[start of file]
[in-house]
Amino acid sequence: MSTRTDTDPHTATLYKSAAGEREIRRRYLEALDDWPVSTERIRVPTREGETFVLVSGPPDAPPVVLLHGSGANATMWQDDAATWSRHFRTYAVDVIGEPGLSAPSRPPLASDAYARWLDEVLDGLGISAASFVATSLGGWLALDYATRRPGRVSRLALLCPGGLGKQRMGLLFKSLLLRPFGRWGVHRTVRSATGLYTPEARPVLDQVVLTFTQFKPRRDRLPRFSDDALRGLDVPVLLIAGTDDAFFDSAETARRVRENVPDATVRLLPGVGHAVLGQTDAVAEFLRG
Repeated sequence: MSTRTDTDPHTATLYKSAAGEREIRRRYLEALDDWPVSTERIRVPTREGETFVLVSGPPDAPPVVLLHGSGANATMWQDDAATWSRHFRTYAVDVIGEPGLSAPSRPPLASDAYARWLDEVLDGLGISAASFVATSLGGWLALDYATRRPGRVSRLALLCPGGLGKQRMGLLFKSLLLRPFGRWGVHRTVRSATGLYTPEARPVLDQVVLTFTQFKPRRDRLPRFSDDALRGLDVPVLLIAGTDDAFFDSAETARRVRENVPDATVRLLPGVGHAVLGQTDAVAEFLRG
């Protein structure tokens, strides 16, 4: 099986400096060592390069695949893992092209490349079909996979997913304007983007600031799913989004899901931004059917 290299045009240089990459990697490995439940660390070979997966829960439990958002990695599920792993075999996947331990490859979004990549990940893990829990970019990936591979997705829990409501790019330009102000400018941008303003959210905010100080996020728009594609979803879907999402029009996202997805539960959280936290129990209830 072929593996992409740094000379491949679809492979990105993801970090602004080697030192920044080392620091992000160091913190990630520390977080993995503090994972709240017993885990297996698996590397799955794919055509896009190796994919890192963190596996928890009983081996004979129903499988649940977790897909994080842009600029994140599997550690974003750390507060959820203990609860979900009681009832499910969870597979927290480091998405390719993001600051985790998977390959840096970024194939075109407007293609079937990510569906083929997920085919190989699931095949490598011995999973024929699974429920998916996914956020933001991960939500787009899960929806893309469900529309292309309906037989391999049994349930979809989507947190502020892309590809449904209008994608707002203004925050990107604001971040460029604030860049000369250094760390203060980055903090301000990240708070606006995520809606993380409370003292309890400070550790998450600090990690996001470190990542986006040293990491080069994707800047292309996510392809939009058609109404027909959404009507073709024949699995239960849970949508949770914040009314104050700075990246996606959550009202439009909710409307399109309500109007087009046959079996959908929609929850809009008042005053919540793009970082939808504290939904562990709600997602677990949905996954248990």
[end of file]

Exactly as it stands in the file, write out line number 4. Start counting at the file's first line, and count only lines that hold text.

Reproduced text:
């Protein structure tokens, strides 16, 4: 099986400096060592390069695949893992092209490349079909996979997913304007983007600031799913989004899901931004059917 290299045009240089990459990697490995439940660390070979997966829960439990958002990695599920792993075999996947331990490859979004990549990940893990829990970019990936591979997705829990409501790019330009102000400018941008303003959210905010100080996020728009594609979803879907999402029009996202997805539960959280936290129990209830 072929593996992409740094000379491949679809492979990105993801970090602004080697030192920044080392620091992000160091913190990630520390977080993995503090994972709240017993885990297996698996590397799955794919055509896009190796994919890192963190596996928890009983081996004979129903499988649940977790897909994080842009600029994140599997550690974003750390507060959820203990609860979900009681009832499910969870597979927290480091998405390719993001600051985790998977390959840096970024194939075109407007293609079937990510569906083929997920085919190989699931095949490598011995999973024929699974429920998916996914956020933001991960939500787009899960929806893309469900529309292309309906037989391999049994349930979809989507947190502020892309590809449904209008994608707002203004925050990107604001971040460029604030860049000369250094760390203060980055903090301000990240708070606006995520809606993380409370003292309890400070550790998450600090990690996001470190990542986006040293990491080069994707800047292309996510392809939009058609109404027909959404009507073709024949699995239960849970949508949770914040009314104050700075990246996606959550009202439009909710409307399109309500109007087009046959079996959908929609929850809009008042005053919540793009970082939808504290939904562990709600997602677990949905996954248990």